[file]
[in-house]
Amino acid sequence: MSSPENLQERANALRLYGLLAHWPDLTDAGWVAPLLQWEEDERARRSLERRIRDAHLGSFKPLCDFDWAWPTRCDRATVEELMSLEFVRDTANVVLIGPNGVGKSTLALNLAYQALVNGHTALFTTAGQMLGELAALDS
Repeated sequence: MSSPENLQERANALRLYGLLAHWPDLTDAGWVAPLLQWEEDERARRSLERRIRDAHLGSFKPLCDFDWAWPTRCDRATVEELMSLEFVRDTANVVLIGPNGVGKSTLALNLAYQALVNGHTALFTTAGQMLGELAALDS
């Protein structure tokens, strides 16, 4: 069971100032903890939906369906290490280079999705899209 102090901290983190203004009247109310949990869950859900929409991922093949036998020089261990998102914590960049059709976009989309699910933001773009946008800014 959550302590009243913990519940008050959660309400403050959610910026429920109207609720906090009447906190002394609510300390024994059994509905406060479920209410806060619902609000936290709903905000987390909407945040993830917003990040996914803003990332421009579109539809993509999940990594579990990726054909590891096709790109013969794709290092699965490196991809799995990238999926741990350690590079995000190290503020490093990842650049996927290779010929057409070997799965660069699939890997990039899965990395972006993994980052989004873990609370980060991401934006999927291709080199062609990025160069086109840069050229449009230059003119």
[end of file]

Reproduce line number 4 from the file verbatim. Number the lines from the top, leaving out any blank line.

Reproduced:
């Protein structure tokens, strides 16, 4: 069971100032903890939906369906290490280079999705899209 102090901290983190203004009247109310949990869950859900929409991922093949036998020089261990998102914590960049059709976009989309699910933001773009946008800014 959550302590009243913990519940008050959660309400403050959610910026429920109207609720906090009447906190002394609510300390024994059994509905406060479920209410806060619902609000936290709903905000987390909407945040993830917003990040996914803003990332421009579109539809993509999940990594579990990726054909590891096709790109013969794709290092699965490196991809799995990238999926741990350690590079995000190290503020490093990842650049996927290779010929057409070997799965660069699939890997990039899965990395972006993994980052989004873990609370980060991401934006999927291709080199062609990025160069086109840069050229449009230059003119």